Wednesday 1 March 2017 15.30 GMT
Hit by a car. Savaged by a dog. Slashed by a strimmer. Burnt in a bonfire. Tangled in garden netting. Poisoned by slug pellets. Caught in a postman’s discarded rubber bands. Head stuck in a tin can. Tricked out of hibernation by increasingly unpredictable winter weather. Modern life, governed by humans, designs a multitude of ingenious ways for a hedgehog to die. It is no wonder that this treasured animal, a suburban garden fixture, which consistently tops favourite-species polls and is the source of many people’s first close encounter with a wild creature, is vanishing from Britain.
This disappearance is rapid, and recent. A survey of more than 2,600 people by BBC Gardeners’ World Magazine in February found that 51% of gardeners didn’t see a hedgehog at all last year, up from 48% in 2015. Barely one in 10 saw a hedgehog regularly. Scientific studies are unequivocal. Britain’s hedgehog population was calculated to be 1.55 million in 1995. Since the turn of the century it has declined by a third in urban areas and up to 75% in the countryside. A survey based on roadkill calculates that hedgehogs are declining by 3% each year. This exceeds the International Union for Conservation of Nature red list criteria, which identifies species at greatest conservation risk. Why are we obliterating hedgehogs? Will they become extinct? Or can we save them?
Ecologist and nature writer Hugh Warwick has a spiky beard, a hedgehog tattoo and a familiar tale of a broken relationship with these beasts. He had hedgehogs in his garden in east Oxford until suddenly, four years ago, they disappeared. “What happened four years ago to make the hedgehogs vanish? It’s actually what happened 40 years ago,” he says. “We ended up with an area that was too small for them to survive.”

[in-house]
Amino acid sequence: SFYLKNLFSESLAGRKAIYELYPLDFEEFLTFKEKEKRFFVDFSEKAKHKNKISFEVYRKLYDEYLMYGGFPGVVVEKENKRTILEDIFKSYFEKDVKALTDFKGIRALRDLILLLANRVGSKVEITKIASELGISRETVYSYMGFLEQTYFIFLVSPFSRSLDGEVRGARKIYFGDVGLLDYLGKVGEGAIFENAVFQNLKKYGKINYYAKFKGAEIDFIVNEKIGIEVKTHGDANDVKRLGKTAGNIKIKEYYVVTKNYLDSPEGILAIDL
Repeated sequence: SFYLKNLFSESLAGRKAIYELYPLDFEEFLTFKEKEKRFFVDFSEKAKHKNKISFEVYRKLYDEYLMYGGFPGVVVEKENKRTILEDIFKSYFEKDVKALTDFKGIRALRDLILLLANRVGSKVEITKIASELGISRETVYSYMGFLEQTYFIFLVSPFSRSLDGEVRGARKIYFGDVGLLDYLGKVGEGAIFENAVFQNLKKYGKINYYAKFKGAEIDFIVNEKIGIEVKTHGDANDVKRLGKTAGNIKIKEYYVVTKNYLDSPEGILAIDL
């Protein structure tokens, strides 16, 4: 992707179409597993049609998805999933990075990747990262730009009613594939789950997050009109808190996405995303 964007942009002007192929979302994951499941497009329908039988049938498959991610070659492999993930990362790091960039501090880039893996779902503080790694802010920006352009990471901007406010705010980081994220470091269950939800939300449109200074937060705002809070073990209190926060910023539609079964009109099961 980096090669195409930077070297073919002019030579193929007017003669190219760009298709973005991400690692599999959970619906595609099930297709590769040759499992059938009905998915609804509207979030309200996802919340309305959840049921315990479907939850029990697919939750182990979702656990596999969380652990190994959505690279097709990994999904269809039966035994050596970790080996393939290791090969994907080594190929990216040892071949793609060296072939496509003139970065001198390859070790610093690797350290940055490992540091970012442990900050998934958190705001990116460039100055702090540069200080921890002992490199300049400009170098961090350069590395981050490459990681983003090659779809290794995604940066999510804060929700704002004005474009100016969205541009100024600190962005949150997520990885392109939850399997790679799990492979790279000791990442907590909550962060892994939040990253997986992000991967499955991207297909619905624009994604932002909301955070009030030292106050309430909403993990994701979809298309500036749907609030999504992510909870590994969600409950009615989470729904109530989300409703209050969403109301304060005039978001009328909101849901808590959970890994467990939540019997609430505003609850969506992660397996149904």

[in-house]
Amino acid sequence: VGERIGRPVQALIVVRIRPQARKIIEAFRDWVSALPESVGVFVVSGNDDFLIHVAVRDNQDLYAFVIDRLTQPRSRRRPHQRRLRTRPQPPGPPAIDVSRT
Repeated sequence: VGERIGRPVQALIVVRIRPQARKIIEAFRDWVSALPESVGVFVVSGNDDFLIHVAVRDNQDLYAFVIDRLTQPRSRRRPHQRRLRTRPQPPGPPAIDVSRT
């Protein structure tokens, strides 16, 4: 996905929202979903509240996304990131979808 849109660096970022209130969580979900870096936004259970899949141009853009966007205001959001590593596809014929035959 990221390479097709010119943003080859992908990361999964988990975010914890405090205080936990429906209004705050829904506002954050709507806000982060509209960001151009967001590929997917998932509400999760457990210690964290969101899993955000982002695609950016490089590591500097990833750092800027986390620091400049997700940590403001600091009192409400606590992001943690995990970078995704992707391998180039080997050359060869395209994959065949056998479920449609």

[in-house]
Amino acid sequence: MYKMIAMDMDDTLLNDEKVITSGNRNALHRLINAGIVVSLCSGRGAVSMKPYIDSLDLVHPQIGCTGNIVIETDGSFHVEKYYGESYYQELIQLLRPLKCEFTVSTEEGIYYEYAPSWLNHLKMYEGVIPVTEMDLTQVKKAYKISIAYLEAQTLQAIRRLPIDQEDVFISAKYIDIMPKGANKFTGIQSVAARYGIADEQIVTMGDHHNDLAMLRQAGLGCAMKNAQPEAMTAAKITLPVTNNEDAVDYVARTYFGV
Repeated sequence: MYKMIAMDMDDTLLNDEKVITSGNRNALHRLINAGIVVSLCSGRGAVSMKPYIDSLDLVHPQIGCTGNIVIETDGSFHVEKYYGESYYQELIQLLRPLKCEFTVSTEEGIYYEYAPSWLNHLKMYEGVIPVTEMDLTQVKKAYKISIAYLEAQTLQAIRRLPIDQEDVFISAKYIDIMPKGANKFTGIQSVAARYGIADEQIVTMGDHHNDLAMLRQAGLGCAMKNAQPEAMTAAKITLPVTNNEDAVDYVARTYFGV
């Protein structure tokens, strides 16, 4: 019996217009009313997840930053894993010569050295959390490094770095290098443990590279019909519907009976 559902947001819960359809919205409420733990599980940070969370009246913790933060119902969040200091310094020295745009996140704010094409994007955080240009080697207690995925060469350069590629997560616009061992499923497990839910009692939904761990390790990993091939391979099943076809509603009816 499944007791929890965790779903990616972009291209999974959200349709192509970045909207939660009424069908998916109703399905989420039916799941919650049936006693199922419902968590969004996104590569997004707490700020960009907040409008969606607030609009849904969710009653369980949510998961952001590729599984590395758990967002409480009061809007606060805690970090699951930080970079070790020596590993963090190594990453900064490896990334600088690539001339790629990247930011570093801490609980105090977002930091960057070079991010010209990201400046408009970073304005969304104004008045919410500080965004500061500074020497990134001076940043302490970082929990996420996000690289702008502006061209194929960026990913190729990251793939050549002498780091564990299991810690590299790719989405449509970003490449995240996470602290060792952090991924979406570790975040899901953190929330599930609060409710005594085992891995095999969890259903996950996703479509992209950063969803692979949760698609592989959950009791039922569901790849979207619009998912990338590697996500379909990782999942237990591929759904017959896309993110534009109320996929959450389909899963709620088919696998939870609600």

For all the small accidents that can befall a hedgehog, its decline is driven by one big trend, according to Warwick: habitat fragmentation. Female hedgehogs roam an average of 1km every night in search of insects and earthworms; males an average of 2km. To maintain a minimum viable population of 32 individuals in ideal hedgehog habitat (something rather like suburban gardens) there must be 90 hectares of contiguous land – that’s nearly 1km/sq of good quality, connected land. “That’s bloody terrifying,” says Warwick. He lives on a 20-hectare housing estate adjoining a seven-hectare park, surrounded by three busy roads and a canalised ditch. Of course, a few hedgehog populations will defy scientific modelling, but once Warwick’s roads became busier and the hedgehogs became trapped within 27 hectares, they were doomed.